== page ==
Sri Lanka’s first trilingual guide for SMEs debuts
SMEs, the key driver of Sri Lanka’s industry sector and set to drive country’s future manufacturing growth, have received a new boost. “The majority of the enterprises in Sri Lanka are small and medium scale enterprises and their contribution to the development of national economy is significant. Our aim is to support the small and medium scale entrepreneurs,” said Minister of Industry and Commerce Rishad Bathiudeen.
Minister Bathiudeen’s announced this to the officials of his Ministry having launched Sri Lanka’s first trilingual Small and Medium Enterprise Guide Book 2012 published by National Enterprise Development Authority (NEDA) under his Ministry on 19 January at the Ministry of Industry and Commerce auditorium, Colombo.
“National Enterprise Development Authority (NEDA) published Small and Medium Enterprise Guide Book (SME Guide Book 2012) to fulfil entrepreneurs requirement. This book is also the operational manual for SME to sources of information in financing, technical assistance, commercial bank extended loan schemes and other relevant attributes. I am glad to note that NEDA has taken steps to publish the small and medium entrepreneurs Guide Book 2011 in all three languages, Sinhala, Tamil and English. The 2009 edition was published only in Sinhala and English,” Minister Bathiudeen said. “I am pleased to extend our support to the national SME strategy under the development vision of the President Mahinda Rajapaksa,” Minister Bathiudeen added.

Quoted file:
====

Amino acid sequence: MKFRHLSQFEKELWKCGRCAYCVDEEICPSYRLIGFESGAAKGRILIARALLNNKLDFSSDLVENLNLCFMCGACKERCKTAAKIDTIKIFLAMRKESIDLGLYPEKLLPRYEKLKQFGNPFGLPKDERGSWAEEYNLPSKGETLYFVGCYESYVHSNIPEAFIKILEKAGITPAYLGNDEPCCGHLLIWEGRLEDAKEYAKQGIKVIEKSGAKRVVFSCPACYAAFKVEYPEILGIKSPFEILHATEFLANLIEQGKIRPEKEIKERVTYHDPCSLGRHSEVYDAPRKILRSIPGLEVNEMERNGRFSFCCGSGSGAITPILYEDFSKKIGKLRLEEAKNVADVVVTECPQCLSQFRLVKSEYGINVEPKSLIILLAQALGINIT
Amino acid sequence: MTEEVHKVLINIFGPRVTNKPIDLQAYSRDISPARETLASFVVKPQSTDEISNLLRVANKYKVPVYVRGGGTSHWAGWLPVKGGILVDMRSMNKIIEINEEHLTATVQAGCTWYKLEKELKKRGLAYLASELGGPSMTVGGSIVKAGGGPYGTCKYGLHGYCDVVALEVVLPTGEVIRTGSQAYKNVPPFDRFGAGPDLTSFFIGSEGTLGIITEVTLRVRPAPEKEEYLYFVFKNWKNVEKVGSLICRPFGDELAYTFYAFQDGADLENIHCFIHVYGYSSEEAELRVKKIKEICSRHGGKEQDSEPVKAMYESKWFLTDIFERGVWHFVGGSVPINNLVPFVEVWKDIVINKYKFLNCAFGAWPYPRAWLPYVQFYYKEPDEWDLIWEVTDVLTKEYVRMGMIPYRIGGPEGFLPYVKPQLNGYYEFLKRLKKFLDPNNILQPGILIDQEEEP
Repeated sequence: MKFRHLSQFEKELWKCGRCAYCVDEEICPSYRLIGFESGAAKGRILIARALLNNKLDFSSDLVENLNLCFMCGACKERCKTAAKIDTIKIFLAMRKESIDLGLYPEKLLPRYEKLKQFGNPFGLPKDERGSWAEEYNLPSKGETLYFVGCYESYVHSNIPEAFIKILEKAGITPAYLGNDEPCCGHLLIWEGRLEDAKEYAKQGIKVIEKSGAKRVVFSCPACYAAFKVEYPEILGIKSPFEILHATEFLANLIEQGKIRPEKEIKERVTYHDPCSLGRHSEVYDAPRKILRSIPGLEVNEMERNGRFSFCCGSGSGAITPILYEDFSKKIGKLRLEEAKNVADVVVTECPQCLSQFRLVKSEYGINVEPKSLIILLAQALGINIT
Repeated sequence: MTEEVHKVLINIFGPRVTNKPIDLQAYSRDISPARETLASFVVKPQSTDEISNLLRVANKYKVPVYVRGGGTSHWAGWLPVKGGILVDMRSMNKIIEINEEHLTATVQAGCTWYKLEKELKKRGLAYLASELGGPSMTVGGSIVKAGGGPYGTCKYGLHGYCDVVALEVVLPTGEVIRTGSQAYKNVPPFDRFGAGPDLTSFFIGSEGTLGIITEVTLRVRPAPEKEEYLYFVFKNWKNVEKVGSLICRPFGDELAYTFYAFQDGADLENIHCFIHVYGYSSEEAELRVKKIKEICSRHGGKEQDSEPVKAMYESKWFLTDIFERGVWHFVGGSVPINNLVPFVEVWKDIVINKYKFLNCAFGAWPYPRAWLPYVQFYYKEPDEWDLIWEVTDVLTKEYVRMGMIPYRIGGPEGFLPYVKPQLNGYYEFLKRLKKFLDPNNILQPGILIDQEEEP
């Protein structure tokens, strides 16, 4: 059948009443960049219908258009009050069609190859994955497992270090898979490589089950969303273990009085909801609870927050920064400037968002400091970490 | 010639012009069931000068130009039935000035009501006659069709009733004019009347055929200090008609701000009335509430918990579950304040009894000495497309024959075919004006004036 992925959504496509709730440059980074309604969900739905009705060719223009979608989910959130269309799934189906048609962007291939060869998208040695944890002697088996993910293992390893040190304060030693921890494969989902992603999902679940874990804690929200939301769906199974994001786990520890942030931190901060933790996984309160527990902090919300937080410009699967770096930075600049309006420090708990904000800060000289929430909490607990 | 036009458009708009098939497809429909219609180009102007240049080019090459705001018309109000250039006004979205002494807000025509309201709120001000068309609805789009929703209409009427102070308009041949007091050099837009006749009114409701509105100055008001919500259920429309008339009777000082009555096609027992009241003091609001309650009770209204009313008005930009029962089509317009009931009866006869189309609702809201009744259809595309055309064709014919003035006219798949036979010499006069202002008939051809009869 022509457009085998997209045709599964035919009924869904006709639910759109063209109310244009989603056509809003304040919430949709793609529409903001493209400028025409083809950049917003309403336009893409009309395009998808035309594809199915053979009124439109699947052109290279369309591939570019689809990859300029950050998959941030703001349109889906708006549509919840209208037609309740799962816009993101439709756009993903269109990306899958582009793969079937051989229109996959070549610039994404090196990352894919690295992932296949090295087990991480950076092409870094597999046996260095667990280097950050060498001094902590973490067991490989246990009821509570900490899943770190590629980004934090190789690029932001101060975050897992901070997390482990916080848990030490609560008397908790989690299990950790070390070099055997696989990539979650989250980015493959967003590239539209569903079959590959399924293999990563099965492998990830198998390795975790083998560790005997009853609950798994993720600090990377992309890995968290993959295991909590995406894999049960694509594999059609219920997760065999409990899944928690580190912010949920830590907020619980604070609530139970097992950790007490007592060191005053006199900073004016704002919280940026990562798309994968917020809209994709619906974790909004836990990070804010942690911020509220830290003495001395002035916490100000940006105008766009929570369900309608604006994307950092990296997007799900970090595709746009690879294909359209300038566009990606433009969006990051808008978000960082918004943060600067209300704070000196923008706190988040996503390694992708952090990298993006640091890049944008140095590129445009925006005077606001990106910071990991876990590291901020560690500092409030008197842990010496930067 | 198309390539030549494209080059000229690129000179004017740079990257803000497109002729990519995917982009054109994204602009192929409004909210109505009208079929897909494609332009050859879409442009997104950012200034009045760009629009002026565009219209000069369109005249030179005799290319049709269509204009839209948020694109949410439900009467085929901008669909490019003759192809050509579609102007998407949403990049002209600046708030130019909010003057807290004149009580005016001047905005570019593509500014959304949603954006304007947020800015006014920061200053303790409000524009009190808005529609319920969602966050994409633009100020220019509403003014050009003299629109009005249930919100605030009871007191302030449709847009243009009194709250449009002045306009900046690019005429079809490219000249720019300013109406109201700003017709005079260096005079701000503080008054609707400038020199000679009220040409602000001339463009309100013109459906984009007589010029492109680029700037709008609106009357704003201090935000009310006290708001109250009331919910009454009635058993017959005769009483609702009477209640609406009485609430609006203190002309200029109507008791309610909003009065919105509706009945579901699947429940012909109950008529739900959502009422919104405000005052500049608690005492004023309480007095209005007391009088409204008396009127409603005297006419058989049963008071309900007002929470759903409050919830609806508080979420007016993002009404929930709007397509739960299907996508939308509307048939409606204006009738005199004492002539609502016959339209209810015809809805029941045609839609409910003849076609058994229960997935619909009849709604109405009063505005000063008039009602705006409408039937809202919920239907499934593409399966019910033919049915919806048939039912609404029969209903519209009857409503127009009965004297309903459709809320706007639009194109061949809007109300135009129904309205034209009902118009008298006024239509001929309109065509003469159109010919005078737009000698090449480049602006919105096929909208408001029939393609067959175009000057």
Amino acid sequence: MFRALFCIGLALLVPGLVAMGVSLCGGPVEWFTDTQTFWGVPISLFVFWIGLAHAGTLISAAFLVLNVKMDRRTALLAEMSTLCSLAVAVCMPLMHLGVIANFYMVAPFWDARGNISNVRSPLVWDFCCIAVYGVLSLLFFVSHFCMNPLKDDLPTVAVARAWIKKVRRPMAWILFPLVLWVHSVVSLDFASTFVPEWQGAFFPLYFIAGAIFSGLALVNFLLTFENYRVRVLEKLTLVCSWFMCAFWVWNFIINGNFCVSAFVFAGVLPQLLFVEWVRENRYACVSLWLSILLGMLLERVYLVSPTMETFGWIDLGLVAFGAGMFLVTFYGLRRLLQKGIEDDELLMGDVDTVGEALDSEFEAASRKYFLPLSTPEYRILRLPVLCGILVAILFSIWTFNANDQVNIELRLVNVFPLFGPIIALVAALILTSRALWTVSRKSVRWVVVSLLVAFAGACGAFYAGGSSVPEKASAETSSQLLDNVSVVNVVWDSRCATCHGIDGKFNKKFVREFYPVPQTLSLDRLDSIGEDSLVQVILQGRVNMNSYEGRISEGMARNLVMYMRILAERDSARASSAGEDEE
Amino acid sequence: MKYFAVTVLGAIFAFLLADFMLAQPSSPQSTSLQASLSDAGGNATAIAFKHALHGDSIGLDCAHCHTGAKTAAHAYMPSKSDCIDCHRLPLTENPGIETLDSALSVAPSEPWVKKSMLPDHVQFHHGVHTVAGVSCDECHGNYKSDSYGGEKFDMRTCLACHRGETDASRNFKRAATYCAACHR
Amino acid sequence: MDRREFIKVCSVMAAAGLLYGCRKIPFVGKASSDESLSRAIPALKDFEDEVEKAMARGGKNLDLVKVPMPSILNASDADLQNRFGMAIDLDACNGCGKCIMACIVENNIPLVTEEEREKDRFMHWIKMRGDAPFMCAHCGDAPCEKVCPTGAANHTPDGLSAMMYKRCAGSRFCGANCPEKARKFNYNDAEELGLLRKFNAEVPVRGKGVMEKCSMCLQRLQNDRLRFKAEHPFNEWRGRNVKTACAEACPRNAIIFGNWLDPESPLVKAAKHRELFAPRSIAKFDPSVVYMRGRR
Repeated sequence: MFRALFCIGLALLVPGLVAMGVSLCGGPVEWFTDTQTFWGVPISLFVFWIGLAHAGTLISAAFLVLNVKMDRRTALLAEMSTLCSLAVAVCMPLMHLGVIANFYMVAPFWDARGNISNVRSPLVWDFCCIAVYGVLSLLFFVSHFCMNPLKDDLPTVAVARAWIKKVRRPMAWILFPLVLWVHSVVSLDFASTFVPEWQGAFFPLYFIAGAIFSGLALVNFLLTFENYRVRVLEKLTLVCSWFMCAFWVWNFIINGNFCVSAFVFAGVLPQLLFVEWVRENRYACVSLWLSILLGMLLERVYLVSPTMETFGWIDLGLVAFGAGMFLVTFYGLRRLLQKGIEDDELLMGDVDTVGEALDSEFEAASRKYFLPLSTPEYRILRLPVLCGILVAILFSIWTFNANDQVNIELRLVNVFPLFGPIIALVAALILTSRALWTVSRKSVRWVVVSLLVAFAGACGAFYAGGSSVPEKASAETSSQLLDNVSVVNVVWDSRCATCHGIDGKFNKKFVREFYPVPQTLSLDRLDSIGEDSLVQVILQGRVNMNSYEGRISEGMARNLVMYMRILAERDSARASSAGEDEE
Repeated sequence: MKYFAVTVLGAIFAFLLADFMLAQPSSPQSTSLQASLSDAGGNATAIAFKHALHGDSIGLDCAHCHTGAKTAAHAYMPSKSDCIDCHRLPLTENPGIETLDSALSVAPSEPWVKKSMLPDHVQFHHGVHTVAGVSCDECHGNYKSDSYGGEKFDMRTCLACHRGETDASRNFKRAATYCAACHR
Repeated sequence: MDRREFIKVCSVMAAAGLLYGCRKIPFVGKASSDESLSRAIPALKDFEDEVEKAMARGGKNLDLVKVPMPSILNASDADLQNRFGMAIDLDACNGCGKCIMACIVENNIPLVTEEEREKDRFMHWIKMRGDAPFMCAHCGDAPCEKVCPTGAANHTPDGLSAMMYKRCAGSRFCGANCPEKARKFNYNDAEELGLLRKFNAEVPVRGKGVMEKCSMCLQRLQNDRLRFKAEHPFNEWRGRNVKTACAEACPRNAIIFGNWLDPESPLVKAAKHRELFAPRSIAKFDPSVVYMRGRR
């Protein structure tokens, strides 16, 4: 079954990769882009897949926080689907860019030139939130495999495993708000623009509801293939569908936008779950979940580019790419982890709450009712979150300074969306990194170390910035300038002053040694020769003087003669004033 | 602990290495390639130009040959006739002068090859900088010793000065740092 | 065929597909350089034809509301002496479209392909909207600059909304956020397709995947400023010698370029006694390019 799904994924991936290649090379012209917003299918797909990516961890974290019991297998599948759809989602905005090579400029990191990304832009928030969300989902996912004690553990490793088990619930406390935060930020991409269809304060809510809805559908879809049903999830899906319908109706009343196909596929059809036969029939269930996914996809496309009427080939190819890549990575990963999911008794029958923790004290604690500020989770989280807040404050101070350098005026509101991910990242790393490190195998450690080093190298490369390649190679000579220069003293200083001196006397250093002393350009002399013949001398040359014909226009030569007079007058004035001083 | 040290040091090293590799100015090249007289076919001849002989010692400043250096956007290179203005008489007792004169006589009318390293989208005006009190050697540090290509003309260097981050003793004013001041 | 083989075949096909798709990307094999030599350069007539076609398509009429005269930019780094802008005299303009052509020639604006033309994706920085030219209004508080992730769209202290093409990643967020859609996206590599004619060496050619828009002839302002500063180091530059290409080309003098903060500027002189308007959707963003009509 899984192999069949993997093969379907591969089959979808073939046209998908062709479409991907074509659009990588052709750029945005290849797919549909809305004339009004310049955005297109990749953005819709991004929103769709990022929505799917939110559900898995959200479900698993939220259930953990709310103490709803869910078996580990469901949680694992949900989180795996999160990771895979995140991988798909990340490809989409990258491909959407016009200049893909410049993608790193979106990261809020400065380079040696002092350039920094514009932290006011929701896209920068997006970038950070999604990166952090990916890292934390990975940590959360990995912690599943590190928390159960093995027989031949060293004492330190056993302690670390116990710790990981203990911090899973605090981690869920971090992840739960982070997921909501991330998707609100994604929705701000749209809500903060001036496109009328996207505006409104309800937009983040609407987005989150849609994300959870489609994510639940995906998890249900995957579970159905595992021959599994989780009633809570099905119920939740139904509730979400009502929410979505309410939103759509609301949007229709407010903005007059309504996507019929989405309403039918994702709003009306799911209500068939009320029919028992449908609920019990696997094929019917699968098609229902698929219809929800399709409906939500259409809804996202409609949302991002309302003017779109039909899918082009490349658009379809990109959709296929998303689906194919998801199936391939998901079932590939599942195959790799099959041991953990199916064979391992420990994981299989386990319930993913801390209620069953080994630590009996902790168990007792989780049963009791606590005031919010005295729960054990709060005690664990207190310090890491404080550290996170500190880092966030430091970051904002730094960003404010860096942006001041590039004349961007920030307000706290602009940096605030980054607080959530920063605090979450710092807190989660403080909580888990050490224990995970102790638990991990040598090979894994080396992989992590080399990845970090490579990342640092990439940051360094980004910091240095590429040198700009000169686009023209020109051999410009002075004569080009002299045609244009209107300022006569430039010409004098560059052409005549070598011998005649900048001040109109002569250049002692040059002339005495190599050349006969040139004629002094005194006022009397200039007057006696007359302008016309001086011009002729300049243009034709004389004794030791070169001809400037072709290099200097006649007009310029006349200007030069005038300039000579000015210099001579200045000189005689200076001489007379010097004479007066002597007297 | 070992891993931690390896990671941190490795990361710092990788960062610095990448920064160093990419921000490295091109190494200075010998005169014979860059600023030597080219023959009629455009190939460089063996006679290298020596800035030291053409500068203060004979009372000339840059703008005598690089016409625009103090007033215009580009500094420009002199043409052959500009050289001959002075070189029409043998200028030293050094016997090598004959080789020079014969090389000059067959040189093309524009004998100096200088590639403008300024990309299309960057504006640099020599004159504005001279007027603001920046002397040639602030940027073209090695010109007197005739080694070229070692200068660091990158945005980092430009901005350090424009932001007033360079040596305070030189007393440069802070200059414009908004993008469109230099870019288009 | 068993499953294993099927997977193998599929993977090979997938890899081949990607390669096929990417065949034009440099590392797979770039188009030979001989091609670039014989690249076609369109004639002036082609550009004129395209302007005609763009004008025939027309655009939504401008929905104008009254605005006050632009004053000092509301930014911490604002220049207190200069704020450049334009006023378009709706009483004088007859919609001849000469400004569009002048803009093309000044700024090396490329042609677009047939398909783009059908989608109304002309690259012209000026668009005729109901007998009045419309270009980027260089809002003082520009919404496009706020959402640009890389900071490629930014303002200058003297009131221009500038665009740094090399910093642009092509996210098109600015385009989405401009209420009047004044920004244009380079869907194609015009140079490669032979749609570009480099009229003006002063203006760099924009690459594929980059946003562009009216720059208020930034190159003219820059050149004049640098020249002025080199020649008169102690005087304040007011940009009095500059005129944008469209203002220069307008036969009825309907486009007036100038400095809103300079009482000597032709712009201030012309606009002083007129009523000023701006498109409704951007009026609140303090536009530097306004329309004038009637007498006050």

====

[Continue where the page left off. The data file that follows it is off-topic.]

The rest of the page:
SMEs in Sri Lanka often find themselves without proper access to finance or credit made available by country’s banking sector. The Ministry of Industry and Commerce is also of the belief that for better access to banks, the sector should also be given awareness on the various financing schemes available to SMEs and the result is the 2012 Guidebook.
The Guide, which is made available free of charge, is a comprehensive directory of various financial and loan schemes made available to SME entrepreneurs by Sri Lankan banks, and assistance available from supporting institutions such as the Chambers, NIBM, BoI, Sri Lanka Standards Institution, the Ministry of Industry and Commerce and its NEDA, and even the state sector administrative office – the Divisional Secretariat Office.